In an opinion delivered by Justice Kagan, the Supreme Court vacated the Ninth Circuit's holding, rejecting its reliance on Rogers in this context. Declining to overturn Rogers or cast doubt upon its merits, the justices chose "a narrower path." Although Rogers may still be appropriate with respect to VIP's general parody on Jack Daniel's branding (e.g., "The Old No. 2 on your Tennessee Carpet"), the Supreme Court clarified that Rogers "has always been a cabined doctrine" that is not appropriate in situations "when an alleged infringer uses a trademark…as a designation of source for the infringer's own goods." Because VIP used a riff on Jack Daniel's trademarks as a designation of source for VIP's own goods, supported by VIP's earlier allegation that VIP "own[s]" and "use[s]" the "'Bad Spaniels' trademark and trade dress for its…novelty dog toy" and VIP's use of the Bad Spaniels logo in proximity to VIP's Silly Squeakers product mark on the packaging, the justices held that Rogers does not apply because "the infringement claim here rises or falls on likelihood of confusion," not freedom of expression. Although agreeing that Rogers was not appropriate in this context, Justices Gorsuch, Thomas and Barrett cast doubt on whether Rogers should remain the gold standard for parody in other circumstances, saving that issue for another day.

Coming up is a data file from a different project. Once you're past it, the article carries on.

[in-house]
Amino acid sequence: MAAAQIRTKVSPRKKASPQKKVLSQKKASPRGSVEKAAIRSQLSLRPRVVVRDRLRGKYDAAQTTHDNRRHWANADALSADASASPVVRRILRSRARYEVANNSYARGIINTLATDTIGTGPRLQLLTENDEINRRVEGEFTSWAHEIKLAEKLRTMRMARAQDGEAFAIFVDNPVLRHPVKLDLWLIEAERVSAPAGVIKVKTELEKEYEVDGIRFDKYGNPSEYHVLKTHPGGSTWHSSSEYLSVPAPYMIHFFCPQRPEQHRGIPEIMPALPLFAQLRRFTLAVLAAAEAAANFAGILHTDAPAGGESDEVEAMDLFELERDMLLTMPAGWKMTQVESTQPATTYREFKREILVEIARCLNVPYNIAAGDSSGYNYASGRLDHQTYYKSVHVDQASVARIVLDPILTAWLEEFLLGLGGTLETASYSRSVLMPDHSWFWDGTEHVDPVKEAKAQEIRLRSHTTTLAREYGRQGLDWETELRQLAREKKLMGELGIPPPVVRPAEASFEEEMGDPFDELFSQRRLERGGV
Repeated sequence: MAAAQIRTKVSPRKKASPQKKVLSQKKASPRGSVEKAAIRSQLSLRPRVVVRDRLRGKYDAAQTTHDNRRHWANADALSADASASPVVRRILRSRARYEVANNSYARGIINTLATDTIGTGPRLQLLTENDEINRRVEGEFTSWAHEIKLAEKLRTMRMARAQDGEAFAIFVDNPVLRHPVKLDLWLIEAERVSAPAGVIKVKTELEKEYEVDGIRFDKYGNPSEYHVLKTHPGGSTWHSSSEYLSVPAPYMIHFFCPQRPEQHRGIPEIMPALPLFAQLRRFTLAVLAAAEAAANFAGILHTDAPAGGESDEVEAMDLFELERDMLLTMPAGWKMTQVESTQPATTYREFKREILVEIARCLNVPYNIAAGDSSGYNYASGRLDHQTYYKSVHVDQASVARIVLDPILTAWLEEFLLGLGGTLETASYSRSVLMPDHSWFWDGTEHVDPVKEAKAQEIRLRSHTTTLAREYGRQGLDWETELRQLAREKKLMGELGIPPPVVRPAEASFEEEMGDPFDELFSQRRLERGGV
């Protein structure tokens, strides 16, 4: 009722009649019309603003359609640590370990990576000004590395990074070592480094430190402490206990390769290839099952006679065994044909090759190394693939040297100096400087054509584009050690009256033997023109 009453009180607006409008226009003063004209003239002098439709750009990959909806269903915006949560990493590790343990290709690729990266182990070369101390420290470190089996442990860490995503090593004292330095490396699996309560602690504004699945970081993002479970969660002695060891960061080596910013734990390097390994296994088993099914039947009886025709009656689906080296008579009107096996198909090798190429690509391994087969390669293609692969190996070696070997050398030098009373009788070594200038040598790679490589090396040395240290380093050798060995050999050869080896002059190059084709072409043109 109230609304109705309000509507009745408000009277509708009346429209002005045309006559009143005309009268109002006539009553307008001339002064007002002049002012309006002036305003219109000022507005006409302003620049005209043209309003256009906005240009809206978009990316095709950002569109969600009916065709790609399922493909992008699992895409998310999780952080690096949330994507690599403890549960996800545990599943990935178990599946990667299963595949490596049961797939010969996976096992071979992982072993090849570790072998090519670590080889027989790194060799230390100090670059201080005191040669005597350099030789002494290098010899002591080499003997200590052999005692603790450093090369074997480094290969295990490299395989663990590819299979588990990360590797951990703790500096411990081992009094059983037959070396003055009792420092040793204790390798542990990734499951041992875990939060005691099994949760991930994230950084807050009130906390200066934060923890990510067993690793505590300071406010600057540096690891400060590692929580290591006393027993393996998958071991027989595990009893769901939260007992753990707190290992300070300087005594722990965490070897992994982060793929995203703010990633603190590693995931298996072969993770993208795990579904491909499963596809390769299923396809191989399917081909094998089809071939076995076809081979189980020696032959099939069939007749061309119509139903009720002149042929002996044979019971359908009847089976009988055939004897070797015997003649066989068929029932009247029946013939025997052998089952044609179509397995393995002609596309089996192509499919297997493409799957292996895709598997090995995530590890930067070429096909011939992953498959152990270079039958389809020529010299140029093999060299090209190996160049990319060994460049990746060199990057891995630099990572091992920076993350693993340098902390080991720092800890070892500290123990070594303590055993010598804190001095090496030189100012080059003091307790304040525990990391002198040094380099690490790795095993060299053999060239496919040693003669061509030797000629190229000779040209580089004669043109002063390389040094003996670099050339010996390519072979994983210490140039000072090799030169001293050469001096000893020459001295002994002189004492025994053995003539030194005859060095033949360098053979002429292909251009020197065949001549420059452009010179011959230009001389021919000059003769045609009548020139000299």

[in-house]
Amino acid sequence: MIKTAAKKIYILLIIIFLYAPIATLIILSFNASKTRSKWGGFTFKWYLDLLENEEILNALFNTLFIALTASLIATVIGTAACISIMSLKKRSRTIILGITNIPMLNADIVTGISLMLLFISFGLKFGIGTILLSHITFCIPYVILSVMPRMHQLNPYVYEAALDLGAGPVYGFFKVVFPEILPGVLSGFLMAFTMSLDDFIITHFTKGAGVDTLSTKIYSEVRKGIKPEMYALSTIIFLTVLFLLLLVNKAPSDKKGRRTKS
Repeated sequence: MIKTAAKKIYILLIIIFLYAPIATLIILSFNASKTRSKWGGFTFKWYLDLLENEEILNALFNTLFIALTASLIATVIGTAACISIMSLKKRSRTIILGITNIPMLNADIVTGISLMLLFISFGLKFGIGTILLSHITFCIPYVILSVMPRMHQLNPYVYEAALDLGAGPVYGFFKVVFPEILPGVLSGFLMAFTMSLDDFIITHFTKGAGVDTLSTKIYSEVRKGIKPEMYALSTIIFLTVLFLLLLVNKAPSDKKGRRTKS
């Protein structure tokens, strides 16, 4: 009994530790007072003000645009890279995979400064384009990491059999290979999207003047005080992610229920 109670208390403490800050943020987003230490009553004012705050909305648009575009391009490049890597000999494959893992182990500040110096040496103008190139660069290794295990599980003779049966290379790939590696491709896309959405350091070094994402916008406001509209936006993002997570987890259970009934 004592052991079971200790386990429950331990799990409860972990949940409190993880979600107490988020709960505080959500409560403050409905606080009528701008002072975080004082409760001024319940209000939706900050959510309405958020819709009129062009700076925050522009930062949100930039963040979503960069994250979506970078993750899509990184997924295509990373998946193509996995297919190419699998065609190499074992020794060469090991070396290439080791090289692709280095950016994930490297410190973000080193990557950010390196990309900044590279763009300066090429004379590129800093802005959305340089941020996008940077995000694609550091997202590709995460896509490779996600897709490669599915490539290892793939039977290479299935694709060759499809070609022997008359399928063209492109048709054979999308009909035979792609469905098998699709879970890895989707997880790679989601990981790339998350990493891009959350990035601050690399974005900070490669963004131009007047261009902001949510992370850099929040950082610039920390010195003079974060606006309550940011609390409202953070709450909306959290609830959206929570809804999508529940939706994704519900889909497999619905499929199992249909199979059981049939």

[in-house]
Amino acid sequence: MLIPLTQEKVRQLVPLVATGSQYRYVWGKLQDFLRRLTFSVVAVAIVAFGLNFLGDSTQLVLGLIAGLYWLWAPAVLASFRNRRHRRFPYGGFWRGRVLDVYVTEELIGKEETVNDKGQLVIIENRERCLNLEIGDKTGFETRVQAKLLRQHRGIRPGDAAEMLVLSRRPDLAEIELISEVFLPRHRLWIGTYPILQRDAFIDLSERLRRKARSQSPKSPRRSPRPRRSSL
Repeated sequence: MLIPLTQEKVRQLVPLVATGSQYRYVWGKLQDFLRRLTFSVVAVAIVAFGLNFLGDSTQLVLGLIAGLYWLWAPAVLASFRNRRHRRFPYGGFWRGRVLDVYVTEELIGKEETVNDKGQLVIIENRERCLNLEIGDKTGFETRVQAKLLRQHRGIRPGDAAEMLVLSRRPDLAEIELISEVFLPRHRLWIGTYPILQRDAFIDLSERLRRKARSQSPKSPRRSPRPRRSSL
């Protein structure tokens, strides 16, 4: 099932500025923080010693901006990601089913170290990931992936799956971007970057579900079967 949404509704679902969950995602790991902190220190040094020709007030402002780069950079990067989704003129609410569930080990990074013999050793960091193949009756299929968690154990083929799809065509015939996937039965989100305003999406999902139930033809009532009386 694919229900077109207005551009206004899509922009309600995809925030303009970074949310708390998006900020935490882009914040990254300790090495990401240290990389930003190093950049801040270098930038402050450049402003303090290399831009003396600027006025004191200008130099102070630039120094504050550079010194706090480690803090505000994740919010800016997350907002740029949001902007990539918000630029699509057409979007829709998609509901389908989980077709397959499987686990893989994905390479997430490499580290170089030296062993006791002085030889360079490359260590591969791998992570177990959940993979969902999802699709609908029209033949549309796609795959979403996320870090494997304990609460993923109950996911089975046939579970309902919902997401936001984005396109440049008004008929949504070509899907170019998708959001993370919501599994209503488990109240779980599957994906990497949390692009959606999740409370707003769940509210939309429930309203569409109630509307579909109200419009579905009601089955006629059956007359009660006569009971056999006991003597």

After agreeing that Rogers did not apply here, the justices dug into the lower courts' trademark infringement and dilution analysis, tearing through multiple flaws.

The Ninth Circuit found that no dilution by tarnishment existed because VIP's use was noncommercial based on VIP's parody on the Jack Daniel's brand, but the Supreme Court pointed out that this assessment directly conflicts with the language of the Lanham Act on permissible fair use. The Lanham Act's fair use exception (which includes parody) expressly does not apply when the use is a "designation of source for the person's own goods or services," as is the case here. §1125(c)(3)(A). Because the "Bad Spaniels" mark served to identify the source of the toy, parody does not apply.

On the issue of trademark infringement, the Court found that the lower courts erred by failing to appropriately consider whether VIP's parody could have created sufficient contrasts with Jack Daniel's trademarks and trade dress to reduce any likelihood of confusion. To be clear, parody "matters in assessing confusion because consumers are not so likely to think that the maker of a mocked product itself is doing the mocking." Accordingly, the justices noted that VIP's numerous riffs on Jack Daniel's trademarks and trade dress "may make a difference in the standard trademark analysis," because while "[s]elf-deprecation is one thing; self-mockery is far less ordinary." In a concurring opinion, Justice Sotomayor echoed this point, underscoring the importance of considering parody during a likelihood of confusion analysis, and that traditional likelihood of confusion evidence (namely surveys) must not be allowed to drive the infringement analysis when parody is at play, which "would risk silencing a great many parodies."

The Supreme Court vacated the Ninth Circuit's judgment and remanded for further consideration of whether consumers are likely to mistakenly believe that the "Bad Spaniels" toy is a Jack Daniel's product under the likelihood of confusion analysis, and whether dilution by tarnishment existed, consistent with the Lanham Act.